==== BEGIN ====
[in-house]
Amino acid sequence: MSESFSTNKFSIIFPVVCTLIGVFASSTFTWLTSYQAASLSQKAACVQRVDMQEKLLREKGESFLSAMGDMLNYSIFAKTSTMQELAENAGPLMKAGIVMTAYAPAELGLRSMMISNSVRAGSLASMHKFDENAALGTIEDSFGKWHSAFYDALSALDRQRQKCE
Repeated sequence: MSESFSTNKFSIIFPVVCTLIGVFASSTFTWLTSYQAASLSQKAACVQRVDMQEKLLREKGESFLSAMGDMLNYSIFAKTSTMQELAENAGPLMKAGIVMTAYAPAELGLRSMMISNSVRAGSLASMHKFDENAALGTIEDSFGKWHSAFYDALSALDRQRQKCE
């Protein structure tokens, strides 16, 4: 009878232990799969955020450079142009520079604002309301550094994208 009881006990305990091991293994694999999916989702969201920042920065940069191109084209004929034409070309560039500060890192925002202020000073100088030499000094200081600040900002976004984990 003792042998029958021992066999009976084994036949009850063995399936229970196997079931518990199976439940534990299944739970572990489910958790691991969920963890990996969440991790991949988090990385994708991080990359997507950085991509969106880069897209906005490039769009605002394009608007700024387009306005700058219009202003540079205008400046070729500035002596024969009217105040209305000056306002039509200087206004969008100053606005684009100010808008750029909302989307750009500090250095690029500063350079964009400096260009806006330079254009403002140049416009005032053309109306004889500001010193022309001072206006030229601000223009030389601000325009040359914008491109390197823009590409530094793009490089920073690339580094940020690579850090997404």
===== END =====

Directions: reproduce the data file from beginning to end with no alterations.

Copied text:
[in-house]
Amino acid sequence: MSESFSTNKFSIIFPVVCTLIGVFASSTFTWLTSYQAASLSQKAACVQRVDMQEKLLREKGESFLSAMGDMLNYSIFAKTSTMQELAENAGPLMKAGIVMTAYAPAELGLRSMMISNSVRAGSLASMHKFDENAALGTIEDSFGKWHSAFYDALSALDRQRQKCE
Repeated sequence: MSESFSTNKFSIIFPVVCTLIGVFASSTFTWLTSYQAASLSQKAACVQRVDMQEKLLREKGESFLSAMGDMLNYSIFAKTSTMQELAENAGPLMKAGIVMTAYAPAELGLRSMMISNSVRAGSLASMHKFDENAALGTIEDSFGKWHSAFYDALSALDRQRQKCE
């Protein structure tokens, strides 16, 4: 009878232990799969955020450079142009520079604002309301550094994208 009881006990305990091991293994694999999916989702969201920042920065940069191109084209004929034409070309560039500060890192925002202020000073100088030499000094200081600040900002976004984990 003792042998029958021992066999009976084994036949009850063995399936229970196997079931518990199976439940534990299944739970572990489910958790691991969920963890990996969440991790991949988090990385994708991080990359997507950085991509969106880069897209906005490039769009605002394009608007700024387009306005700058219009202003540079205008400046070729500035002596024969009217105040209305000056306002039509200087206004969008100053606005684009100010808008750029909302989307750009500090250095690029500063350079964009400096260009806006330079254009403002140049416009005032053309109306004889500001010193022309001072206006030229601000223009030389601000325009040359914008491109390197823009590409530094793009490089920073690339580094940020690579850090997404």